18 March 2014

Jamboree - Meet the Headliners: Dr. Maurice John Gleeson

Dr. Maurice Gleeson, keynote speaker for the Family History and DNA conference, is an expert in Irish genetic genealogy. By profession, he is a psychiatrist and pharmaceutical physician. He is also a professional actor and has appeared on the West End stage in London.

As an avid genealogist, he has developed a strong interest in using genetic approaches to break through the many brick walls associated with Irish family history research. He first used genetic testing in 2008, and since then has set up the Spearin Surname Project which has helped trace his Spierin family connections back to the 1600s in Limerick and the 1500s in London. He also set up the iCARA project to help people with Irish surnames in the Caribbean reconnect with their Irish ancestry.

Maurice is co-administrator of the Ireland mitochondrial DNA project. He has given talks on genetic genealogy at the ‘Back to Our Past’ exhibition in Dublin (2012 & 2013) and also at the National Library of Ireland (Dublin), The National Archives in Kew (London), and at various regional and local meetings.

He organized Genetic Genealogy Ireland 2013, Ireland’s first conference on genetic genealogy under the auspices of ISOGG (International Society of Genetic Genealogy). This 3-day conference exposed the Irish public to the wealth of DNA research that is going on in Ireland and how it is helping our understanding of Irish genealogy. Videos of the presentations can be found on the dedicated website at www.ggi2013.blogspot.ie.

TH000 Thursday June 5, 8:00-9:30 a.m.
How DNA will change the face of Irish genealogy

Since genetic genealogy emerged as a new science, many researchers (both academics and Citizen Scientists) have been exploring the genetic signature of the Irish. With a diaspora of over 70 million people worldwide, and 12% of Americans claiming Irish ancestry, the research that has been ongoing in and around Ireland has direct application to a great many people worldwide. Maurice Gleeson summarizes some of the seminal work that has been undertaken over the past ten years in Ireland. He assesses the impact DNA testing has had on Irish genealogy, looks forward to what the next ten years will hold, and explores how it will change the face of genealogy as we know it.

TH008 Thursday June 5, 11:30 a.m.-12:30 p.m.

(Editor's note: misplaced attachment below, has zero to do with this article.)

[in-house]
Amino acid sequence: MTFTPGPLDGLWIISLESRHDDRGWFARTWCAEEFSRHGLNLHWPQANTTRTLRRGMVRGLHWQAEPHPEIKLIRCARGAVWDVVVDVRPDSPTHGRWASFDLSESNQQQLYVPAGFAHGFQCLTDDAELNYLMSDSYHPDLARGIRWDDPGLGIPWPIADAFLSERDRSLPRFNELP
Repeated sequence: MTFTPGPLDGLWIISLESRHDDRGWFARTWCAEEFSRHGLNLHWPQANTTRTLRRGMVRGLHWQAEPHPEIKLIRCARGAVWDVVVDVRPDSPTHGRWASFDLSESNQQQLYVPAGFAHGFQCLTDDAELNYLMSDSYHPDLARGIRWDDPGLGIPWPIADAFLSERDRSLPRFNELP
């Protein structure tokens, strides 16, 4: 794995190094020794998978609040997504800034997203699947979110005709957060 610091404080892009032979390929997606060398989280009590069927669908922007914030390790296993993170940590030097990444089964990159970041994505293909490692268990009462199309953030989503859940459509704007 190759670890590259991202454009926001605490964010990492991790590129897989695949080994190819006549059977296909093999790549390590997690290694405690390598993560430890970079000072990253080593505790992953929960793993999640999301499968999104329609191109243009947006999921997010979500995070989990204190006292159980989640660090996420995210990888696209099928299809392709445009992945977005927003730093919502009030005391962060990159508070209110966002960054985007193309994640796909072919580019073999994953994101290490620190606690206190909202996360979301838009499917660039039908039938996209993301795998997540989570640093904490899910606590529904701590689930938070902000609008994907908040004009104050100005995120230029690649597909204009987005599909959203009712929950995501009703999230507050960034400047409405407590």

How to Run a DNA Surname Project on FamilyTreeDNA

FamilyTreeDNA has over 7700 surname projects run by volunteers. However, for many people, managing and analyzing the data in their project can be problematic and it is easy to get ‘bogged down’. This presentation describes a practical step-by-step approach to running a surname project, drawing on the experience of some of the bigger surname projects run as part of One-Name Studies in Britain and Ireland.

TH015 Thursday June 5, 3:30-4:30 p.m.
Which DNA Test is Best for You?

The DNA test that is best for you depends on the type of question you want to answer. This presentation will look at the three main types of DNA test and how each of them can help you answer a specific question in relation to your own family tree research.

SA039 Saturday June 7, 2:00-3:00 p.m.
Researching your Irish Ancestry Online and at Minimal Cost

Researching your Irish ancestry is becoming progressively easier as more and more records are being digitized and made available online. This presentation will review all the online resources, in particular those that have become available in the last 12-24 months.

SA049 Saturday June 7, 5:00-6:00 p.m.
ISOGG Ask The Experts about DNA and Genealogy

SU020 Sunday June 8, 1:00-2:00 p.m.
Ireland and the Slave Trade

Ireland and its peoples have been involved with slavery since ancient times, both as the oppressor and the oppressed. During the Viking era, Dublin was perhaps Europe’s biggest slave port. After Cromwell’s conquest of Ireland, it is reported that 3-15% of the Irish population was sold into slavery in the 1650s and ended up in Barbados and the new American colonies. Other Irish sold themselves into indentured servitude in the 1630s-1640s. Some Irish became slave owners. Where are the descendants of these people now? And can DNA help determine if the genetic signature of these people persists to this day in the US and the Caribbean?

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